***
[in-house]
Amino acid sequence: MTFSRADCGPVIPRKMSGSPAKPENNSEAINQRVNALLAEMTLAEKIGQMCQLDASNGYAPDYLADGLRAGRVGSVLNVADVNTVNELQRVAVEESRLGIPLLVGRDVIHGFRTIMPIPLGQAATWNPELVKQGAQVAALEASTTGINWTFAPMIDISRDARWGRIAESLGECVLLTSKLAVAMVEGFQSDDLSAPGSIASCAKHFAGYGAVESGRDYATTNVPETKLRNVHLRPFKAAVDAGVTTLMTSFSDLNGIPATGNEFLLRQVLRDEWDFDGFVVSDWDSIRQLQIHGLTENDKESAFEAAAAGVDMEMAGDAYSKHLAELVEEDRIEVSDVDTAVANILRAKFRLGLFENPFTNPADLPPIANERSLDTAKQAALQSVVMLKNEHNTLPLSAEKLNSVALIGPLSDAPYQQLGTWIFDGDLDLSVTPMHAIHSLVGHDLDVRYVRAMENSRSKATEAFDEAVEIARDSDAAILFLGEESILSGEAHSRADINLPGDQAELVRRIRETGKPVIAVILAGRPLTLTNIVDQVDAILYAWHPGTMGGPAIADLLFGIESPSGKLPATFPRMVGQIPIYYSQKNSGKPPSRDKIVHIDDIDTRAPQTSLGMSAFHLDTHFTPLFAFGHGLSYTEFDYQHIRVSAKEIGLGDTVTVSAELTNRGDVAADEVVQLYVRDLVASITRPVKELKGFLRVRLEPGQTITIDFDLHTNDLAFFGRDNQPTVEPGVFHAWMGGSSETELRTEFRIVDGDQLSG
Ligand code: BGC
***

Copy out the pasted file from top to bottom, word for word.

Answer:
[in-house]
Amino acid sequence: MTFSRADCGPVIPRKMSGSPAKPENNSEAINQRVNALLAEMTLAEKIGQMCQLDASNGYAPDYLADGLRAGRVGSVLNVADVNTVNELQRVAVEESRLGIPLLVGRDVIHGFRTIMPIPLGQAATWNPELVKQGAQVAALEASTTGINWTFAPMIDISRDARWGRIAESLGECVLLTSKLAVAMVEGFQSDDLSAPGSIASCAKHFAGYGAVESGRDYATTNVPETKLRNVHLRPFKAAVDAGVTTLMTSFSDLNGIPATGNEFLLRQVLRDEWDFDGFVVSDWDSIRQLQIHGLTENDKESAFEAAAAGVDMEMAGDAYSKHLAELVEEDRIEVSDVDTAVANILRAKFRLGLFENPFTNPADLPPIANERSLDTAKQAALQSVVMLKNEHNTLPLSAEKLNSVALIGPLSDAPYQQLGTWIFDGDLDLSVTPMHAIHSLVGHDLDVRYVRAMENSRSKATEAFDEAVEIARDSDAAILFLGEESILSGEAHSRADINLPGDQAELVRRIRETGKPVIAVILAGRPLTLTNIVDQVDAILYAWHPGTMGGPAIADLLFGIESPSGKLPATFPRMVGQIPIYYSQKNSGKPPSRDKIVHIDDIDTRAPQTSLGMSAFHLDTHFTPLFAFGHGLSYTEFDYQHIRVSAKEIGLGDTVTVSAELTNRGDVAADEVVQLYVRDLVASITRPVKELKGFLRVRLEPGQTITIDFDLHTNDLAFFGRDNQPTVEPGVFHAWMGGSSETELRTEFRIVDGDQLSG
Ligand code: BGC